Fortunately for consumers, the financial services landscape is changing rapidly and in dramatic ways. In particular, there is a trend in place we call “The Triangulation of Advice” which is creating alignment with client interests.
The Triangulation of Advice
In recent years, as the financial services industry has consolidated, several very large financial services companies have emerged, based on a service model which delivers several services from a single “Silo”: The combination of financial advice, custody and safekeeping of your assets, and delivery of products and services all delivered under one roof.
This model has worked quite well, as it has allowed big firms to create efficiency, scale, and profitability, while also offering consumers the promise of convenience. Big firms have the size and scale to do all 3 jobs quite well, and consumers can achieve the convenience of “one stop shopping”, when your advisor works for the same firm which acts as custodian of your money, and produces many of the products and services you utilize.
However, the downside of this “single silo” model is that compensation arrangements can become less than clear, and conflicts of interest can result. In particular, when products and services are bundled with the delivery of advice, you may be uncertain how much in fees the firm is charging on the custody, products and services you use – and how much of that compensation is flowing to your financial advisor. As a result, you may be left unsure of whether your advisor is advocating the use of certain products and services because it is best for you, or because he and/or his firm makes more money that way.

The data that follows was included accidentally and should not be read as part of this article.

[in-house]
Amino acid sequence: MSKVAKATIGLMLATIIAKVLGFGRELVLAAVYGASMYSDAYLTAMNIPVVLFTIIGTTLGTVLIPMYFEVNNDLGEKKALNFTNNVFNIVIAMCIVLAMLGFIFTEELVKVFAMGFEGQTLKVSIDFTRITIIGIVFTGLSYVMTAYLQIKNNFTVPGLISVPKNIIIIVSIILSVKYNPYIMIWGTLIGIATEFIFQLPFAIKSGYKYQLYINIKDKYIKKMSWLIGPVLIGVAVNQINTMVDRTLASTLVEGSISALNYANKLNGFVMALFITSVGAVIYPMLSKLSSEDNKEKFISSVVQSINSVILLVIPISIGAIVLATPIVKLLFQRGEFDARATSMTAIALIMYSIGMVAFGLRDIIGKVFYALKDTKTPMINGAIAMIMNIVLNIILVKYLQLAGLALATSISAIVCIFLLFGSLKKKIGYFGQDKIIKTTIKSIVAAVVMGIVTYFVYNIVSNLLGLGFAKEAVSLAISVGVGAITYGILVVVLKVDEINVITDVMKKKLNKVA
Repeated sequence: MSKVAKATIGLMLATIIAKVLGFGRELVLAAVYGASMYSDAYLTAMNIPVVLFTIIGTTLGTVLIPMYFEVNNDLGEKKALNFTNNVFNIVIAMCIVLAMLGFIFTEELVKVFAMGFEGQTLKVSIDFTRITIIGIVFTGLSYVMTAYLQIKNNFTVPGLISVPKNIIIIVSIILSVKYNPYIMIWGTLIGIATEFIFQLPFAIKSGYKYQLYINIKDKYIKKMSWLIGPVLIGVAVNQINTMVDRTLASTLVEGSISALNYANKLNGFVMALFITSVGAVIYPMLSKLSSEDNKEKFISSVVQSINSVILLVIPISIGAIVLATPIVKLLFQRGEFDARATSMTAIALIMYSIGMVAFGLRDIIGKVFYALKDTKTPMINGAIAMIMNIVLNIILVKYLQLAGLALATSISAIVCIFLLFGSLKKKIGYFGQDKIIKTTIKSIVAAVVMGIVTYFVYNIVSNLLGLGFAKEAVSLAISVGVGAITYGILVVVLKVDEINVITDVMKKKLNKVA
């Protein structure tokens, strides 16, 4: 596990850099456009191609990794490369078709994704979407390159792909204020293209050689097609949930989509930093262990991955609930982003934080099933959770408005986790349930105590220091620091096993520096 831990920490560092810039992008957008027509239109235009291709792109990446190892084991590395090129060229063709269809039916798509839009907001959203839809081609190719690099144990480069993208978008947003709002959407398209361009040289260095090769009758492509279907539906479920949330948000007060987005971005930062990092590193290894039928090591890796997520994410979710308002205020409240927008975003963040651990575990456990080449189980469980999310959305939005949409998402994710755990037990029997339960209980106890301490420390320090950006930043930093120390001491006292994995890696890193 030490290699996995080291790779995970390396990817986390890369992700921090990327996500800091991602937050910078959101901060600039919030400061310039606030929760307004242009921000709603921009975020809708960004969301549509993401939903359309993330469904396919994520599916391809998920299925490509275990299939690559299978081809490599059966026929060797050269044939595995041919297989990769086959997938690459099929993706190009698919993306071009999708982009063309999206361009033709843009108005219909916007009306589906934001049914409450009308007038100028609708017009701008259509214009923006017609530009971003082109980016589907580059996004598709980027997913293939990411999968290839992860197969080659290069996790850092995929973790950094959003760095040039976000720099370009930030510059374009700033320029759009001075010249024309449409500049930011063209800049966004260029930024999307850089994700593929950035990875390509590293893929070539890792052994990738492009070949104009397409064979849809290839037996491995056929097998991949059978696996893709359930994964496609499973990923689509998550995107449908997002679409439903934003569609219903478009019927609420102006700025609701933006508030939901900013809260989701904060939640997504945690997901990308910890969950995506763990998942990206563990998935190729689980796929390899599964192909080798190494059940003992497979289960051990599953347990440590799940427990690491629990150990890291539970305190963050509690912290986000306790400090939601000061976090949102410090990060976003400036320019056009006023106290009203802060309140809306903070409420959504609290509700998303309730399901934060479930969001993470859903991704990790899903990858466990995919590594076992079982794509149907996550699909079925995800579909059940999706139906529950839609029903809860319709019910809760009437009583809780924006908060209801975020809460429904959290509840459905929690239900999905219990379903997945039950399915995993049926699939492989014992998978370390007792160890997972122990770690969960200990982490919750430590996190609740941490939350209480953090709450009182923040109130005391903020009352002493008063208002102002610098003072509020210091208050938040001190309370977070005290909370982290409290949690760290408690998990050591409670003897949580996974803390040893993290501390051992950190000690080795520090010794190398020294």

Recently there has been significant growth in the population of advisors who are joining a trend we call “The Triangulation of Advice” and moving from being captive employees, to becoming independent advisors with no affiliation to any custodian, or product and service provider. In so doing, many advisors can now provide advice separate from where products are sourced and client assets are held in custody, and clients can access each function separately:
- Advice. As potential conflicts of interest are removed, clients can feel more confident in receiving advice that is transparent, objective, and conflict free, from an advisor who is acting as your agent and fiduciary in selecting the most appropriate products and services, without any affiliation with any single financial institution.
- Custody. Decisions about where to hold your investment assets in custody can be made independently and objectively, as opposed to being forced to hold custody at your advisor’s firm. This can reinforce the safety of your assets from fraud or other risks – by employing a solid third party for the safekeeping of your assets, you can rely on that institution to do only one job, which is to protect your assets from fraud, and accurately report your assets to you on a monthly basis. Because this custodian has no affiliation with your advisor, their job is even to protect your assets from potential acts of fraud by him or her!
- Products and Services. In this new model, and thanks to the advent of technology, clients and their advisors can now become “a client of Wall Street”. An independent fiduciary advisor is now in a position to seek the very best from every firm on Wall Street – from trading, to investment products, lending services, life insurance, etc – on your behalf.
By “Triangulating” these 3 critical areas of service delivery, many advisors are now in a position to act as a true fiduciary for you and your family, and to maximize the level of transparency, objectivity, and freedom from conflicts of interest which you require.